Perhaps the best argument for teaching health education is that health behaviors are the most important determinant of health status and well-being. Since health-related behaviors are learned behaviors, a formal health education ideally should be implemented during the elementary school years, before children have health habits that may be difficult to change or replace with healthier choices. In addition, elementary school children are less likely to have begun experimenting with abusive or destructive lifestyles, and thus the dangers of these practices can be stressed and children can be armed with the information that will help them to avoid unhealthy choices. Finally, many health problems have been associated with the effects of unhealthy habits such as smoking, poor nutrition, being overweight, stress, abuse of drugs and alcohol and unsafe personal or sexual practices. Thus, health education can help children to not only make better health-related choices, but can also help them to avoid behaviors that lead to disease or health problems later in life.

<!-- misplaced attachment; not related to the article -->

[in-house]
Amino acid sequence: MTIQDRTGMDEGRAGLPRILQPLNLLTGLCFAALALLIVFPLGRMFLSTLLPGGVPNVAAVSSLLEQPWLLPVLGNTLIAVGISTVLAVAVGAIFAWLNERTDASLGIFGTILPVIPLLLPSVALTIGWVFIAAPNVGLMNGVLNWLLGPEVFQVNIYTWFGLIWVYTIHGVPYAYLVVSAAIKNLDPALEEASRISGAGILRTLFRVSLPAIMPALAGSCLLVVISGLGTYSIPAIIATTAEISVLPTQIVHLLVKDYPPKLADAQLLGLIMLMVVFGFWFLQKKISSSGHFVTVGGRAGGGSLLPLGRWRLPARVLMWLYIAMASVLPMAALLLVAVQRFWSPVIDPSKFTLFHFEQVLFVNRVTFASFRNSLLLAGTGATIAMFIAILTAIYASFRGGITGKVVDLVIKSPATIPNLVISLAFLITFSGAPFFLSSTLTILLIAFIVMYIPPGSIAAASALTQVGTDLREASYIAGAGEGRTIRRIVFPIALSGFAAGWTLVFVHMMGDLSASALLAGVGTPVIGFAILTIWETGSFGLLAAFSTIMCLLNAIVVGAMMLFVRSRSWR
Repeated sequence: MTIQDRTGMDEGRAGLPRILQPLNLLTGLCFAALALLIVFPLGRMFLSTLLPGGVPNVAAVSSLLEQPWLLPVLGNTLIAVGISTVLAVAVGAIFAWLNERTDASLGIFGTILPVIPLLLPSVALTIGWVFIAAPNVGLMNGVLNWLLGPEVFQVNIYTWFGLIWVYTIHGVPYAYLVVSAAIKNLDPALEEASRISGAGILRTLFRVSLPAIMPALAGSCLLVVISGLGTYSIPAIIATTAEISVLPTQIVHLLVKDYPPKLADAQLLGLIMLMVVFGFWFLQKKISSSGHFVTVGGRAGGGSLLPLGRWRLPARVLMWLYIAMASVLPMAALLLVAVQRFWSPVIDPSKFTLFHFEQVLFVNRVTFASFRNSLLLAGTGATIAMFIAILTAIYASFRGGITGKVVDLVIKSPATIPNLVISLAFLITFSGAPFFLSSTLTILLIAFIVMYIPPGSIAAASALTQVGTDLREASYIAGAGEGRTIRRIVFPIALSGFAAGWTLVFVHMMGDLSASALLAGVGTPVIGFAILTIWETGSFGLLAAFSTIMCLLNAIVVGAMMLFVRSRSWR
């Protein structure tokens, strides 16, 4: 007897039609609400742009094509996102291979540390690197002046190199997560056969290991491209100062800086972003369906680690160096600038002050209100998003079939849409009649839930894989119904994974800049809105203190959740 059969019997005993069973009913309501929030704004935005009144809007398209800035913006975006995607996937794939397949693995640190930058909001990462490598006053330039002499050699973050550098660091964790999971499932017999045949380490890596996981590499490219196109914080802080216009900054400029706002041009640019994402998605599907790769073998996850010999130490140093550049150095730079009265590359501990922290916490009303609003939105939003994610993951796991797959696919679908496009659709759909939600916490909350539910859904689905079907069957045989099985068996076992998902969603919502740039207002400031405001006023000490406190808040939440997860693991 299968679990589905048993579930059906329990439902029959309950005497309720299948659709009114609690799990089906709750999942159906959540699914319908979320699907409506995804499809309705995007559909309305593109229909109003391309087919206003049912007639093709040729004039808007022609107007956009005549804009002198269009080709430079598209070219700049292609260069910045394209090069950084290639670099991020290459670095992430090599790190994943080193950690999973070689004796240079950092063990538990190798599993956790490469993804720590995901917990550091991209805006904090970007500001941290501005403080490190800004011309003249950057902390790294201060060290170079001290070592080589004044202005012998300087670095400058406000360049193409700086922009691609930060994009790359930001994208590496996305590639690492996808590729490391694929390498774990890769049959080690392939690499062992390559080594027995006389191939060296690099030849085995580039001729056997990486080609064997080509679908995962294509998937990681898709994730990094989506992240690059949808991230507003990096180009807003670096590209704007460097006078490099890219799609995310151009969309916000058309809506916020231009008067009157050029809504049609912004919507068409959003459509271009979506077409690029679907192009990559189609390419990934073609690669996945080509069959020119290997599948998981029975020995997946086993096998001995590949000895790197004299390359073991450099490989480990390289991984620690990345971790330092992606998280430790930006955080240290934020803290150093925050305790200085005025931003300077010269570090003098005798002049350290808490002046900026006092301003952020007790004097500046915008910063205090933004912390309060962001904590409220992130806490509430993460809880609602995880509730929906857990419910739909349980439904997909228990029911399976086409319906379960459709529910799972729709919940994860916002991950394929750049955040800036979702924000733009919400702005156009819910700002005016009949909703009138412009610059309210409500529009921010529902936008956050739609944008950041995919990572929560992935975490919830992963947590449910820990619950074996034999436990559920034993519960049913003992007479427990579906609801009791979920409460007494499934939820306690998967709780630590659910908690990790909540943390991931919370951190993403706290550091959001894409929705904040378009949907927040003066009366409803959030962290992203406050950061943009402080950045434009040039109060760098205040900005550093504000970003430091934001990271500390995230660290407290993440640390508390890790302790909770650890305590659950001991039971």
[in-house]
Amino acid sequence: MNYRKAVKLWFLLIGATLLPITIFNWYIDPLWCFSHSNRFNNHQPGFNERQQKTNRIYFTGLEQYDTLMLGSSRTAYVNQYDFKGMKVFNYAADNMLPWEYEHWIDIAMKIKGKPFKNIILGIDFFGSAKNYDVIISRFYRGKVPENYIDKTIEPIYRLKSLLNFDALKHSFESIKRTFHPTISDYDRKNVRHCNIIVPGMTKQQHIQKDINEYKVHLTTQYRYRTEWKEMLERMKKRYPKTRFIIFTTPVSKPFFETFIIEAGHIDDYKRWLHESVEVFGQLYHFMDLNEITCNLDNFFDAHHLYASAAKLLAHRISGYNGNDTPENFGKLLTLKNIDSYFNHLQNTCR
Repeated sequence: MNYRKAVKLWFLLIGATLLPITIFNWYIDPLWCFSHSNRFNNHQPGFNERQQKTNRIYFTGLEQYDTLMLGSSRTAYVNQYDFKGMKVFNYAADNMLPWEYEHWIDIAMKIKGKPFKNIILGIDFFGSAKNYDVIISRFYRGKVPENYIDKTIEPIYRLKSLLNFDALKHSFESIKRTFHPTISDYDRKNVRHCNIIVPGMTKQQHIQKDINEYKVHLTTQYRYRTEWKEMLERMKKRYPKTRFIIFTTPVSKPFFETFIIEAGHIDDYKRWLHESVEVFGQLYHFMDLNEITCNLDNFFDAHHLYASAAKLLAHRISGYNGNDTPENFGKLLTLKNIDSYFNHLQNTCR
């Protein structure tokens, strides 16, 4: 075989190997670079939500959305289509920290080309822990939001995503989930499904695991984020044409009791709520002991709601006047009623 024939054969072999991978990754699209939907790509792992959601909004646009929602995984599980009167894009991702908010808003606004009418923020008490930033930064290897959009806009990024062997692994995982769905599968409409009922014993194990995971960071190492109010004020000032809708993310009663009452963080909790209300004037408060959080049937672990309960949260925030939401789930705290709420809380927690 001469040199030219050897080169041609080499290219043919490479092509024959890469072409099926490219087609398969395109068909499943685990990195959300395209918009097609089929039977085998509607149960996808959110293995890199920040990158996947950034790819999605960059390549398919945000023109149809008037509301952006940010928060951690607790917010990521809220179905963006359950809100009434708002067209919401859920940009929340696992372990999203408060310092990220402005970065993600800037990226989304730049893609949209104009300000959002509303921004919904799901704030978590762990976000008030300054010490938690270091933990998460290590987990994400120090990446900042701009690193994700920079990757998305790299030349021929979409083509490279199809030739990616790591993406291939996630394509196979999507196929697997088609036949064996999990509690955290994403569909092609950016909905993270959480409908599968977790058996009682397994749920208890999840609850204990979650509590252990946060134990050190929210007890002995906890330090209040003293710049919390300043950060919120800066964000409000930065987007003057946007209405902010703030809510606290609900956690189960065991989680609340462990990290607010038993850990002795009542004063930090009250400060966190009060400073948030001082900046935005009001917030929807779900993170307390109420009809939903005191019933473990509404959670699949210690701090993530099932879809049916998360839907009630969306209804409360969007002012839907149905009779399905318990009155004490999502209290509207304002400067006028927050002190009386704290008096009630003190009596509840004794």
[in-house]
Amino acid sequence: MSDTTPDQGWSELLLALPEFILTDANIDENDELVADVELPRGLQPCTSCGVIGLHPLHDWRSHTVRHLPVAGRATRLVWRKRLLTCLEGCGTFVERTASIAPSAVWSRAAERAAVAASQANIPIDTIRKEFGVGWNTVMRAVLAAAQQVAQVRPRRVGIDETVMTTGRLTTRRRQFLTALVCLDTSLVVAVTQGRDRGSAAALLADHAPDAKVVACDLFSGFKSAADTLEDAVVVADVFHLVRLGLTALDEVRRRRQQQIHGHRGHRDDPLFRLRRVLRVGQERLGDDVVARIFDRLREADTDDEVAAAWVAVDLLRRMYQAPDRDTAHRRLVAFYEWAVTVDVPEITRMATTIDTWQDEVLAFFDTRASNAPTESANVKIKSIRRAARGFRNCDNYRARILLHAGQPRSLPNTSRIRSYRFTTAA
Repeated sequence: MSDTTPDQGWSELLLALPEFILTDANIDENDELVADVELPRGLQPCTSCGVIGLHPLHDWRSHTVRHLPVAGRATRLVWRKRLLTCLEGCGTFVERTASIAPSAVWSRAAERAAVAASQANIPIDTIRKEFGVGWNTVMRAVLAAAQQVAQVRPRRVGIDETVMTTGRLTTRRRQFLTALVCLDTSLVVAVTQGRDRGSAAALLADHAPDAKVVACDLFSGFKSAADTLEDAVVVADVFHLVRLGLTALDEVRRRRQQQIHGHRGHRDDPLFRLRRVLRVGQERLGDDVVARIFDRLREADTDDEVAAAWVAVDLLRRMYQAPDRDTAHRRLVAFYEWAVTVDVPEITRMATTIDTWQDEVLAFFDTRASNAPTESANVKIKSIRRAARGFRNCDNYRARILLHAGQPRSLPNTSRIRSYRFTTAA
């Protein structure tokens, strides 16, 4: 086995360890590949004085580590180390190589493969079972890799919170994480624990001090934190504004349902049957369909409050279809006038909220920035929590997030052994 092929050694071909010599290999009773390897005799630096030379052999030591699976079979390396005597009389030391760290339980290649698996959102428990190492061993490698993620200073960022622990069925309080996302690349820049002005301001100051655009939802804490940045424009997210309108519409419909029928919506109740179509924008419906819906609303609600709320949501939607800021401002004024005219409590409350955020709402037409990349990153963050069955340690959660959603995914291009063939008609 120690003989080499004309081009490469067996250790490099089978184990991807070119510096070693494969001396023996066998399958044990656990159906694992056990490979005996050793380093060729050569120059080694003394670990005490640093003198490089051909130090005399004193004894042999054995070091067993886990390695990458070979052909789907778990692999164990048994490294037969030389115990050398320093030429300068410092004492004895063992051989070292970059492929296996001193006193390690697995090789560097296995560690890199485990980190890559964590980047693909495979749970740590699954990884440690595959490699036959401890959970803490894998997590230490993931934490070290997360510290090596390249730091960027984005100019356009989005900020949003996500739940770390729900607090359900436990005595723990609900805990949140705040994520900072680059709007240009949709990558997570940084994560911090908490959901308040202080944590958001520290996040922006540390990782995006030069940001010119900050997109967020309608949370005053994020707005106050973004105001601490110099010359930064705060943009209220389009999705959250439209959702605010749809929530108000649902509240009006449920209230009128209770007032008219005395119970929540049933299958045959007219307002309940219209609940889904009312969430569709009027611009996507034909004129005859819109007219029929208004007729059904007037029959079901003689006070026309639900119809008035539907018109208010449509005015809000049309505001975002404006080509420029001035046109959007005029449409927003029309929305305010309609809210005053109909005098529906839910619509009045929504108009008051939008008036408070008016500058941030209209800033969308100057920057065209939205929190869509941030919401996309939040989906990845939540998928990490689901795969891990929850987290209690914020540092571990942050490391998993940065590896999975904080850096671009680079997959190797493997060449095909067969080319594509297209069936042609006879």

Although children are often eager to learn about good health habits and caring for their bodies, even by the time children enter elementary school, they have already learned and developed significant attitudes and preferences regarding their health. For instance, they have learned food likes and dislikes and they have developed certain hygiene practices and personal patterns of interacting with family and friends. They also have developed well-established attitudes and value systems, based on their health-related experiences at home and in their neighborhood and community. These preferences and practices generally become more deeply engrained as children mature into teenagers and young adults. The aim of health education is to help children learn how to develop positive practices for caring for all aspects of their personal health that are constructive and responsible.
Methods of Health Education